dynamics

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dynamics

 [di-nam´iks]
1. the scientific study of forces in action; a phase of mechanics.
2. the motivating or driving forces, physical or moral, in any field.
group dynamics the forces that underlie group interaction; the interactions among group members.

dy·nam·ics

(dī-nam'iks),
1. The science of motion in response to forces.
2. In psychiatry, used as a contraction of psychodynamics.
3. In the behavioral sciences, any of the numerous intrapersonal and interpersonal influences or phenomena associated with personality development and interpersonal processes.
[G. dynamis, force]

dynamics

/dy·nam·ics/ (di-nam´iks) the scientific study of forces in action; a phase of mechanics.

dy·nam·ics

(dī-nam'iks)
1. The science of motion in response to forces.
2. psychiatry The determination of how emotional and mental disorders develop.
3. behavioral sciences Any of the numerous intrapersonal and interpersonal influences or phenomena associated with personality development and interpersonal processes.
4. Factors that may contribute to a condition or situation.
[G. dynamis, force]

dynamics

the branch of mechanics concerned with the effects of forces on the motion of physical bodies. See also acceleration, force.

dynamics

motion occurring in response to force

dy·nam·ics

(dī-nam'iks)
Science of motion in response to forces.
[G. dynamis, force]

dynamics

1. the scientific study of forces in action; a phase of mechanics.
2. the motivating or driving forces, physical or moral, in any field.
References in periodicals archive ?
The third contender: A critical examination of the dynamicist theory of cognition.
It is important that the industrial dynamicist should not confuse the relevance of utilizing those hard system tools which greatly assist the modelling process with any assumption on his part that people within the system behave in machine-like ways.
A software emulation of a chaotic circuit, created by University of California at Berkeley dynamicist Leon O.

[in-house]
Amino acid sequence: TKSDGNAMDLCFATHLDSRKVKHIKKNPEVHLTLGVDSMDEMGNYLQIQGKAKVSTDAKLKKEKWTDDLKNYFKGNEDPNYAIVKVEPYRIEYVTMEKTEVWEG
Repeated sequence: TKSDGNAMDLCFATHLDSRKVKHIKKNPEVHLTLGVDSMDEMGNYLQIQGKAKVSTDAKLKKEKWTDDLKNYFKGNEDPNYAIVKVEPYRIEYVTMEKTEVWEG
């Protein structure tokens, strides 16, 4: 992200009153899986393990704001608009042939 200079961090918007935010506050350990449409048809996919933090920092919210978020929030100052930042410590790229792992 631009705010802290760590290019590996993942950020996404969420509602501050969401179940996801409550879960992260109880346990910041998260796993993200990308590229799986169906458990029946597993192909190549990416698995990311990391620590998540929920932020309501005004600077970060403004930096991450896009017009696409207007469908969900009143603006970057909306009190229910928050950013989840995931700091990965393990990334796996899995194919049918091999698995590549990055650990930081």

It knows enough about the constraints on the structure of phase space to choose initial conditions and parameters as cleverly as an expert dynamicist.
Awards judge and British vehicle dynamicist Simon Newton, said: "Tenneco impresses me in the way that it converts systems prevalent in motorsport to wider road applications.
A good fluid dynamicist knows you have to see the flow to know what's going on," says physicist Leonard M.
The device, developed by mechanical engineer and fluid dynamicist Matthew Staymates of the National Institute of Standards and Technology in Gaithersburg, Maryland, and colleagues can quickly blow particles off the surfaces of shoes and suck them away for analysis.
as a structural engineer, structural dynamicist, aeronautical engineer, project manager, and Senior Design Engineer.
The other WHOI researchers who participated in the study are climate dynamicist Kristopher B.
The latest effort to decipher this toy comes from dynamicist Arthur C.
Bill has over twenty five years experience with premiere aerospace companies and government services, including Scaled Composites (who built the SpaceShipOne that won the Ansari X prize as well as the GlobalFlyer, which recently completed the first non-stop around the world flight, piloted by Steve Fossett), AeroVironment, NASA and the Air Force as an structural engineer, structural dynamicist, aeronautical engineer, project manager, and pilot.

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